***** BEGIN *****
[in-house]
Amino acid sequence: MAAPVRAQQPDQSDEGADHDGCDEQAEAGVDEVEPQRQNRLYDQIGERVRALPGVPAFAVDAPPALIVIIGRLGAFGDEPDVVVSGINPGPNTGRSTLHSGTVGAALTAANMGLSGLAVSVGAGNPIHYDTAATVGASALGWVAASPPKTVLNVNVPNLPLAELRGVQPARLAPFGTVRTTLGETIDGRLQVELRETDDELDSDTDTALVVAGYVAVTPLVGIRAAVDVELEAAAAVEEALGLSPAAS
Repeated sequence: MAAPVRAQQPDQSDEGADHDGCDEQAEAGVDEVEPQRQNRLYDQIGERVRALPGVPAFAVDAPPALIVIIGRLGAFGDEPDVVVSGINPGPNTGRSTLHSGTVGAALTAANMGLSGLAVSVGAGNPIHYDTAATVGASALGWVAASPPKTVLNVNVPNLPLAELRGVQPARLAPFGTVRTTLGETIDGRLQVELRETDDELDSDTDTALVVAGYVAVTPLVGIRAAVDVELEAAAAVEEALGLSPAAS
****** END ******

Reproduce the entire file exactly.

[in-house]
Amino acid sequence: MAAPVRAQQPDQSDEGADHDGCDEQAEAGVDEVEPQRQNRLYDQIGERVRALPGVPAFAVDAPPALIVIIGRLGAFGDEPDVVVSGINPGPNTGRSTLHSGTVGAALTAANMGLSGLAVSVGAGNPIHYDTAATVGASALGWVAASPPKTVLNVNVPNLPLAELRGVQPARLAPFGTVRTTLGETIDGRLQVELRETDDELDSDTDTALVVAGYVAVTPLVGIRAAVDVELEAAAAVEEALGLSPAAS
Repeated sequence: MAAPVRAQQPDQSDEGADHDGCDEQAEAGVDEVEPQRQNRLYDQIGERVRALPGVPAFAVDAPPALIVIIGRLGAFGDEPDVVVSGINPGPNTGRSTLHSGTVGAALTAANMGLSGLAVSVGAGNPIHYDTAATVGASALGWVAASPPKTVLNVNVPNLPLAELRGVQPARLAPFGTVRTTLGETIDGRLQVELRETDDELDSDTDTALVVAGYVAVTPLVGIRAAVDVELEAAAAVEEALGLSPAAS